In a recent conversation with a friend of mine about the viability of an admittedly audacious business dream, a disparity emerged on the optimism – pessimism spectrum. It lead me to reflect on my musings about the influence our attitudes and views on future events have on real outcomes.
On February 25, 2003, an episode of the popular sitcom Frasier aired in the U.S. entitled Fraternal Schwinns.
Pressured to participate in, rather than just contribute to, an AIDS fundraising bike ride, Frasier (played by Kelsey Grammer) and his brother Niles (played by David Hyde Pierce reveal that they never learned to ride a bicycle. Niles’ wife Daphne (played by Jane Leeves) offers to teach them both in the park.
Frasier is afflicted with constantly riding straight into a sycamore tree and the dialogue goes something like this.
Frazier: “It’s that damn sycamore; it’s got a magnetic hold on me.”
Daphne: “That’s because you keep focusing on it. Whatever you do, put it out of your mind. The more you think about it the worse it gets”
The take-away reveals that what we focus on is what we will likely achieve. Let me use another bicycling example – not a surprise to those who know me. If you ever watched a pro bicycle race in the high mountains, it is almost beyond comprehension how well the twisty descents are handled at high (be it momentarily reduced) speeds. A couple years ago I attended a training camp that focused on climbing and descending skills. While climbing requires muscle and respiratory training, successful descending requires a skill I call fast-forward looking. Navigating downhill around an almost U-turn on a switchback is accomplished by focusing your eye on the line you want the bike to travel through the turn and where it is you want the bike to go – not on a fixed point directly in front of you. The reason for this is because if you focus on a fixed point in front of you, you will be on that spot within fractions of a second without any thought given to what lies ahead. At the speeds obtained going downhill (gravity effects pros and amateurs alike) there is no time to plan where to go next and panic ensues. On the other hand, if you focus on the path ahead where you want to go rather than a fixed point you will more safely and successfully navigate your way to your overall destination. Applied in business, once we commit to a course of action, we risk failure by focusing too much on why or how we might fail. We should instead stay focused on where it is we are trying to go – the road ahead. This only furthers to case for focusing on the positive. Things will go wrong – just don’t focus on what you fear might or could go wrong.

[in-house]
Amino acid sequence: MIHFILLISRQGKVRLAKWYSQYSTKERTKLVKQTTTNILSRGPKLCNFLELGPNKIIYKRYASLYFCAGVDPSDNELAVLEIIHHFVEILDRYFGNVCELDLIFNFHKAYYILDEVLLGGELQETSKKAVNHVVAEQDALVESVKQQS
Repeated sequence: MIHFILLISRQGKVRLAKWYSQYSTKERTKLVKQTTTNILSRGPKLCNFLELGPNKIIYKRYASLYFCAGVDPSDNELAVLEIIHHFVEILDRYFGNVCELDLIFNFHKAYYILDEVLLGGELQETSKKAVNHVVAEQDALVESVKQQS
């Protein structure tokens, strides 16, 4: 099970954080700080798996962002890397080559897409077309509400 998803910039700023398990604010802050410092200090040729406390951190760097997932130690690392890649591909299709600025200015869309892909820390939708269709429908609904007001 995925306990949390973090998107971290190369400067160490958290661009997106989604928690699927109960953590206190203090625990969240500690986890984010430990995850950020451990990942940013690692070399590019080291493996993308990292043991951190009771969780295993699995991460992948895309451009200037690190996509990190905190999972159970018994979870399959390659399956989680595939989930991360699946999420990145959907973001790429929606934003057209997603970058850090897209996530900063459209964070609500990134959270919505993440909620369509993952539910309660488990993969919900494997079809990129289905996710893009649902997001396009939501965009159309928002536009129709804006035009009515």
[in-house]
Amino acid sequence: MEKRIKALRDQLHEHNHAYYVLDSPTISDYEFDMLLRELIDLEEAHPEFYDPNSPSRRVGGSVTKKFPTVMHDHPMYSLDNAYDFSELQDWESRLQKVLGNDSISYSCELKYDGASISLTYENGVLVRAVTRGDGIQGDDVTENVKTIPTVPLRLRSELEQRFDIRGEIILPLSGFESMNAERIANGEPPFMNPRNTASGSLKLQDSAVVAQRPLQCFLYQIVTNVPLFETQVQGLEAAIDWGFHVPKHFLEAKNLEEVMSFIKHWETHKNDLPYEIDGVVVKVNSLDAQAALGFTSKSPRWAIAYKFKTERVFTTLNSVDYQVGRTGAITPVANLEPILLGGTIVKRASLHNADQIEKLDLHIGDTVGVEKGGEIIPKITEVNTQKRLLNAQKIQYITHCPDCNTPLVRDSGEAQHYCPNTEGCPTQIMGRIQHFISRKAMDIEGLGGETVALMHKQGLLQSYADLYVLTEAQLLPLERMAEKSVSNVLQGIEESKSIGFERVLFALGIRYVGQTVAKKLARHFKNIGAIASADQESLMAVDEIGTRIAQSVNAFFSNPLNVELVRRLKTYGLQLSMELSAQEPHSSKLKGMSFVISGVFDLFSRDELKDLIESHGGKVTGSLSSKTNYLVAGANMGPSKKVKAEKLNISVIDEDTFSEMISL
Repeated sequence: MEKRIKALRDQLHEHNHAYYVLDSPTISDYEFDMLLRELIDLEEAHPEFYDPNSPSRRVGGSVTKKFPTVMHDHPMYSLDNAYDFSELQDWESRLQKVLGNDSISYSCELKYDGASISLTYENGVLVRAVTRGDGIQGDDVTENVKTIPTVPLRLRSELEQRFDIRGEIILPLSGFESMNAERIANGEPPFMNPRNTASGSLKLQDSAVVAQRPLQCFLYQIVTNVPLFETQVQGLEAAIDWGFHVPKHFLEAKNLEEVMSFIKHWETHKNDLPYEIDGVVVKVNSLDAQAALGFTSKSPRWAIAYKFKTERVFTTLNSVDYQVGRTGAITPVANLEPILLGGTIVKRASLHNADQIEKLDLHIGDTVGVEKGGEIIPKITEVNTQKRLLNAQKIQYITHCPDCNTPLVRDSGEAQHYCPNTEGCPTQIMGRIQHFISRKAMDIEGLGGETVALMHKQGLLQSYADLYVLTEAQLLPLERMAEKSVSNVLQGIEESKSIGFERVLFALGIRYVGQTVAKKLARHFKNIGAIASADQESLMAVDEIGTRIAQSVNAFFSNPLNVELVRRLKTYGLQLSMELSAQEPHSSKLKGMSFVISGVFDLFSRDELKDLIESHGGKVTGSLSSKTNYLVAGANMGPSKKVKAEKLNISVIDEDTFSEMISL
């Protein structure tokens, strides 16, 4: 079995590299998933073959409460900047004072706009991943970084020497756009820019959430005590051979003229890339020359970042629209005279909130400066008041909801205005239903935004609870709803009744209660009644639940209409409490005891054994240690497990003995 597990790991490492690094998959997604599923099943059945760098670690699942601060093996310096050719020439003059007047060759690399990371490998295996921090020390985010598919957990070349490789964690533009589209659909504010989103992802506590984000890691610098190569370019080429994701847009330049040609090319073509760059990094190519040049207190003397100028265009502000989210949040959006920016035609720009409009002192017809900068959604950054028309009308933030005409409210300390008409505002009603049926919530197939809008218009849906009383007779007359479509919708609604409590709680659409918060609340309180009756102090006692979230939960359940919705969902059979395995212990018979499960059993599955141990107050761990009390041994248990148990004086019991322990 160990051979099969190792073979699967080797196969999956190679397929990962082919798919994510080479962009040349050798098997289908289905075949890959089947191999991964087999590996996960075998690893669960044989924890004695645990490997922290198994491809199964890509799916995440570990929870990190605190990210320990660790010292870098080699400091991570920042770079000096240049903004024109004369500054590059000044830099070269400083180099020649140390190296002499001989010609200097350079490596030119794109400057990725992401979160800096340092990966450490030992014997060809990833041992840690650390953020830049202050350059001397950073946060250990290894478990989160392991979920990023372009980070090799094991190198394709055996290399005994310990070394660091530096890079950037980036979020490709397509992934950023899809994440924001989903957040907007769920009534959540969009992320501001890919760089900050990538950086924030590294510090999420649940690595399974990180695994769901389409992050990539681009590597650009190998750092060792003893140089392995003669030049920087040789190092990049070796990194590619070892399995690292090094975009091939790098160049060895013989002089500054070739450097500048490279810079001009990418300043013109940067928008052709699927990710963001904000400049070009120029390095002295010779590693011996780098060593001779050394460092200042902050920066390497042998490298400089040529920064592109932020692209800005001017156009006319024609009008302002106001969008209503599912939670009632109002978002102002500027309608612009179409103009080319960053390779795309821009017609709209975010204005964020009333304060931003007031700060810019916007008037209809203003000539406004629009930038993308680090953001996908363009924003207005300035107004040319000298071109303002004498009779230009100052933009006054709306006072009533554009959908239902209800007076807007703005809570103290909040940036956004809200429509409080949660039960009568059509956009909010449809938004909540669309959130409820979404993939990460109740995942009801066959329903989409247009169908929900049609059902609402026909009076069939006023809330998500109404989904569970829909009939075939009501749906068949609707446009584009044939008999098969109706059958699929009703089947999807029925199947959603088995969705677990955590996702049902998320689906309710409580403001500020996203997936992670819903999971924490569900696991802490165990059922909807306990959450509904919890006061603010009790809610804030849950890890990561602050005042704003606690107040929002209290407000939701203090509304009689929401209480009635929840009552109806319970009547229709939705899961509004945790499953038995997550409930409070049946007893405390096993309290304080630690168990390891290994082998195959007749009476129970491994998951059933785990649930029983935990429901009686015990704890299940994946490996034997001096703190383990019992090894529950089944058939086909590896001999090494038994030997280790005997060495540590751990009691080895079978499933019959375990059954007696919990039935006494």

Are you playing to win or playing not to lose? Any successful athlete knows which mindset works best. Henry Ford once said, “If you think you can do a thing or think you can’t do a thing, you’re right.” If you focus attention on what you want to avoid you will inevitably hit it. Don’t run your business as if your trying to avoid failure. Identify the path you wish to follow and as they say in cycling, Hold your line!
I wish a wonderful day to all!
Special Thank You to Miko & Jon at http://weliketobike.com/ for allowing me to use images from their blog website.